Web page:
Talk / Sermon for the 3rd Sunday after Trinity – 28th June 2020 – VIDEO & TEXT

The Lord's Prayer (Le Pater Noster), by James Tissot. Brooklyn Museum -'s_Prayer_(Le_Pater_Noster)_-_James_Tissot.jpg
The Lord’s Prayer (Le Pater Noster), by James Tissot. Brooklyn Museum –’s_Prayer_(Le_Pater_Noster)_-_James_Tissot.jpg

(Matthew 10:40-42)

Dear brothers and sisters, I invite you to look around you and be honest with yourself. It is easy to welcome somebody with open heart without asking ourselves about the intention of the person who visits us? Unfortunately we live in a suspicious society. It is so hard to trust others. For Jesus there is no excuse to not trust his disciples. For Jesus there is no other way to receive him: only through his disciples.

Joel Rosenberg ends his novel, Dead Heat, with these words: “We discovered just how much God loves us and what an amazing plan and purpose he has for our lives and we would love nothing more than for you to discover the God who loves you, too…” It is a fragment from the letter of the richest couple in the world imagined by Joel. This couple didn’t care too much about those who worked for them but, once they discovered Jesus, they wanted to share with all those people the news and to start a new life together – sharing God’s love. They were afraid that their message won’t be received but with all the risks of being refused they wanted to start a new relationship.

In today’s gospel, Jesus sends in the world those who discover him. These are his disciples. They discovered Jesus’ message of love and want to share it with the others, with us. The disciples, two thousands years ago, before meeting Christ were sinners, but once they met him they start to change in love for their neighbours following his example. Today it is the same: the disciples of Jesus were sinners who discovered Jesus and his love and they want to share this love. If we find ourselves blocked in judging them considering the sins of the past, we lose the message they discovered and want to share. They come with Jesus’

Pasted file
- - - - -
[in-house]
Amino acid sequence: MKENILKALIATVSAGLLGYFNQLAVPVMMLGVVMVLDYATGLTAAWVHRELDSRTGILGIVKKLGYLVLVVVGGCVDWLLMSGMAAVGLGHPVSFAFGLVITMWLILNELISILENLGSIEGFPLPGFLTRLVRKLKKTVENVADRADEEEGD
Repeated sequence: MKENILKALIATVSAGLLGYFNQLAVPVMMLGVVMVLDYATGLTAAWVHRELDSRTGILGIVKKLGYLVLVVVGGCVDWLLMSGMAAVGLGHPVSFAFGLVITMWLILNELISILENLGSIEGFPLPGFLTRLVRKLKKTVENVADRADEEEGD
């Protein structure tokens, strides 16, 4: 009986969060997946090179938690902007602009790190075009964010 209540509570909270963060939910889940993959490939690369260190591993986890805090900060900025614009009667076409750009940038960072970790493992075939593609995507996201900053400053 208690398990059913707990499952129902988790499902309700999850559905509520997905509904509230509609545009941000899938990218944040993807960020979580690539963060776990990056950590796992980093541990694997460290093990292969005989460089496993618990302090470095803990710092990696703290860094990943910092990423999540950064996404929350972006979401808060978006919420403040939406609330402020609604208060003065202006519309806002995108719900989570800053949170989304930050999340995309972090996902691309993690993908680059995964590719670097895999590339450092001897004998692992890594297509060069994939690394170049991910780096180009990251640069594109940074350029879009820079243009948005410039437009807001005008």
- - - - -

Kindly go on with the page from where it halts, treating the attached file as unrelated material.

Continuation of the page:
message and in his name.

Now it makes sense what Jesus says: “Whoever welcomes you, welcomes me” (Matthew 10:40a). More than that: Jesus makes a very strong affirmation: welcoming a disciple we welcome God in our life. Here is one of the clearest affirmations of Jesus and the whole Bible that receiving others it means receiving God and refusing others means refusing God. So, we can understand what it means to refuse somebody as a disciple of Jesus, who comes with his message in his presences.

Jesus continues: “And whoever gives even a cup of cold water to one of these little ones in the name of a disciple – truly I tell you, none of these will lose their reward” (Matthew 10:42). The value of the gift is not according to its cost, but according to the love and affection of the giver. Now it is easier to be understood. We know that God loves every single person and we are invited to do the same, especially in need. But in the text of today’s gospel Jesus emphasizes: giving a cup of water to somebody in the name of a disciple means a great reward. Why?

Lets think simply. Would you accept that in giving a cup of water to someone we crate a possibility to relate to or build a relationship with that person? Maybe we discover their name or that person story. Doing that to someone as Jesus’ disciple we could discover his story with Jesus, we could discover Jesus working in others live; we could meet Jesus through the person who has a message about Jesus in their life. In consequence we gain what a disciple could give us. We could become disciples, witnesses of Jesus, of his love. This is the reward: changing us, opening us to others. It is a reward for all disciples.

Bearing in mind Jesus’ words to the disciples to encourage them in their mission let us pray for all those sent to speak of God’s love in these difficult days and for those who need their message to open their heart and mind to understand that God never gives up on us.

(Cornelia Noghiu – Southend on Sea, 23rd June 2020)

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